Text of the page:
Sheffi, Y. 1985. Urban Transportation Networks. Englewood Cliffs, NJ: Prentice-Hall.
Smock, R. J. 1962. An iterative assignment approach to capacity restraint on arterial networks. Highway Research Board Bulletin 156: 1–13.
Strathman, J. G., K. J. Dueker, T. Sanchez, J. Zhang, and A. E. Riis. 2000. Analysis of induced travel in the 1995 NPTS. Portland, OR: Center for Urban Studies, Portland State University.
Von Neumann, J. 1966. Theory of Self Reproducing Automata, edited by A. W. Burks. Champaign, IL: University of Illinois Press.
Voorhees, A. M. 2013. A general theory of traffic movement. Transportation 40(6): 1105. (Republished from Institute of Transportation Engineers 1955).
Wardrop, J. G. 1952. Some theoretical aspects of road traffic research. Proceedings of the Institution of Civil Engineers, Part II 1(36): 325–62.
Weidner, T. 1996. Hubbing in US air transportation system: Economic approach. Transportation Research Record (1562): 28–37.
Wilson, A. G. 1969. The use of entropy maximizing models, in the theory of trip distribution, mode split and route split. Journal of Transport Economics and Policy 3: 108–126.
Wolfram, S. 1994 Cellular Automata and Complexity. Boston, MA: Addison-Wesley.
Wolfram, S. 2002. A New Kind of Science. Champaign, IL: Wolfram Media.
Xie, F., and D. Levinson. 2009. Modeling the growth of transportation networks: A comprehensive review. Networks and Spatial Economics 9(3): 291–307.
Yerra, B., and D. Levinson. 2005. The emergence of hierarchy in transportation networks. Annals of Regional Science 39(3): 541–553.
Yusufzyanova, D., and L. Zhang. 2011a. Multi-modal and multi-jurisdictional transportation investment decision-making: The case of Washington, DC-Baltimore Region. In Transportation Research Board 90th Annual Meeting (No. 11-4157).
Yusufzyanova, D., and L. Zhang, L. 2011b. Forecasting transportation network evolution and performance under existing and alternative transportation planning processes. In11th International Conference of Chinese Transportation Professionals, 4145–4156.
Zhang, L., and D. Levinson. 2005. An agent-based approach to travel demand forecasting: An exploratory analysis. Journal of the Transportation Research Board 1898: 28–36.
Zhang, L., and D. Levinson. 2006. Road pricing with autonomous links. Journal of the Transportation Research Board 1932: 147–155.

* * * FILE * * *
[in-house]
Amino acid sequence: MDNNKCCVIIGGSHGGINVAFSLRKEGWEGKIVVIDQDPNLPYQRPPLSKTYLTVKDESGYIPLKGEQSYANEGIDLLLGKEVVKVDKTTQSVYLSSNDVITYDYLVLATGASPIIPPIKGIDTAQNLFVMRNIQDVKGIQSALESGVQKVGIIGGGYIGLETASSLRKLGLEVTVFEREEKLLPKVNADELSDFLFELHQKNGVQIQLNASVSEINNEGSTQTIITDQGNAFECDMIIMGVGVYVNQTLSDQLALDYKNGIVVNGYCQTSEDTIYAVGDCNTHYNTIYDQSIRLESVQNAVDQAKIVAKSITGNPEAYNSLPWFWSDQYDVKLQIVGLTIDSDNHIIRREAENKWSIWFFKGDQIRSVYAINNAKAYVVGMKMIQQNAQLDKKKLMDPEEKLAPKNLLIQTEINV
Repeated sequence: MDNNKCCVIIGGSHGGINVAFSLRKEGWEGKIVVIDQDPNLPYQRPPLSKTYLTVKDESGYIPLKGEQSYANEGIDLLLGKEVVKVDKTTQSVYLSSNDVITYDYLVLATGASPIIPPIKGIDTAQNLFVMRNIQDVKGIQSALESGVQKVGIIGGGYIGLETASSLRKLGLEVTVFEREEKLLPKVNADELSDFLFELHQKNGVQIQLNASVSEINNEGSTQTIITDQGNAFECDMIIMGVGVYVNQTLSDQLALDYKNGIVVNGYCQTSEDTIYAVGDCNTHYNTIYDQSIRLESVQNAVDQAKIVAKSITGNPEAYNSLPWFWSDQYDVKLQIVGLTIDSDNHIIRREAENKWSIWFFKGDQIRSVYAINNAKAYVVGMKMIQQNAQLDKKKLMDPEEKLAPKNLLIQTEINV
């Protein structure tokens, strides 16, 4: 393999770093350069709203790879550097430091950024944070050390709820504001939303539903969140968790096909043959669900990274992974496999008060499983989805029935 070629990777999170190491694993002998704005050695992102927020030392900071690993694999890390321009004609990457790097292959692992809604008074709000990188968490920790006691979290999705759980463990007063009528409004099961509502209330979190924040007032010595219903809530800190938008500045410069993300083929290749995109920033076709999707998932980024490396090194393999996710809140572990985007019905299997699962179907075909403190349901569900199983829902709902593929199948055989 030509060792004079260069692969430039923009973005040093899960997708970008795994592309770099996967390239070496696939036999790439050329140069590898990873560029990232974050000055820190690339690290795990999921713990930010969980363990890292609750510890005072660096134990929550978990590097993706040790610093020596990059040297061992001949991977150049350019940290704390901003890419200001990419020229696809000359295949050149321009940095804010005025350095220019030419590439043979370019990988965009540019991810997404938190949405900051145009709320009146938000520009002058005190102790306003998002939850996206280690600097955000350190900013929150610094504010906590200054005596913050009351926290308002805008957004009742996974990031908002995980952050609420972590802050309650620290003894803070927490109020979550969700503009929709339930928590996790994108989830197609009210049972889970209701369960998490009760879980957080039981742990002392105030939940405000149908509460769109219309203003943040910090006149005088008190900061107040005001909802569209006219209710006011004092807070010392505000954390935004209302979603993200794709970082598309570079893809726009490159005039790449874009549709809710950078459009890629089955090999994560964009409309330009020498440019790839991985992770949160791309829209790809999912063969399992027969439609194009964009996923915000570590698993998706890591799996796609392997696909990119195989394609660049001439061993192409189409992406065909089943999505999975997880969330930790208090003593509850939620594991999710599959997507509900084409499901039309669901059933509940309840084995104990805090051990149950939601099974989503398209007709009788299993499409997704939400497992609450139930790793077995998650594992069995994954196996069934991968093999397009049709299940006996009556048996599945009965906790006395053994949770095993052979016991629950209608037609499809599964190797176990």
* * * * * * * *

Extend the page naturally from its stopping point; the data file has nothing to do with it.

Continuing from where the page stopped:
Zhang, L., and D. Levinson. 2008. Investing for reliability and security in transportation networks. Journal of the Transportation Research Board 2041: 1–10.
Zhang, L., and D. Levinson. 2009. Economics of network ownership. International Journal of Sustainable Transportation 3(5): 339–359.
Zhang, L., S. Zhu, and D. Levinson. 2008. Agent-based modeling of price competition, capacity choice, and product differentiation in congested networks. Journal of Transport Economics and Policy 42(3): 435–461.
Zhu, S., and D. Levinson. (2015). Do people use the shortest path? An empirical test of Wardrop’s first principle. PloS One, 10(8), e0134322.
Zia, A., and C. Koliba. 2015. The emergence of attractors under multi-level institutional designs: Agent-based modeling of intergovernmental decision making for funding transportation projects. AI and Society 30(3): 315–331.
How to Cite
Authors who publish with JTLU agree to the following terms: 1) Authors retain copyright and grant the journal right of first publication with the work simultaneously licensed under Creative Commons Attribution-Noncommercial License 4.0 that allows others to share the work with an acknowledgement of the work's authorship and initial publication in this journal. 2) Authors are able to enter into separate, additional contractual arrangements for the non-exclusive distribution of the journal's published version of the work (e.g., post it to an institutional repository or publish it in a book), with an acknowledgement of its initial publication in this journal. 3) Authors are permitted and encouraged to post their work online (e.g., in institutional repositories or on their website) prior to and during the submission process, as it can lead to productive exchanges, as well as earlier and greater citation of published work.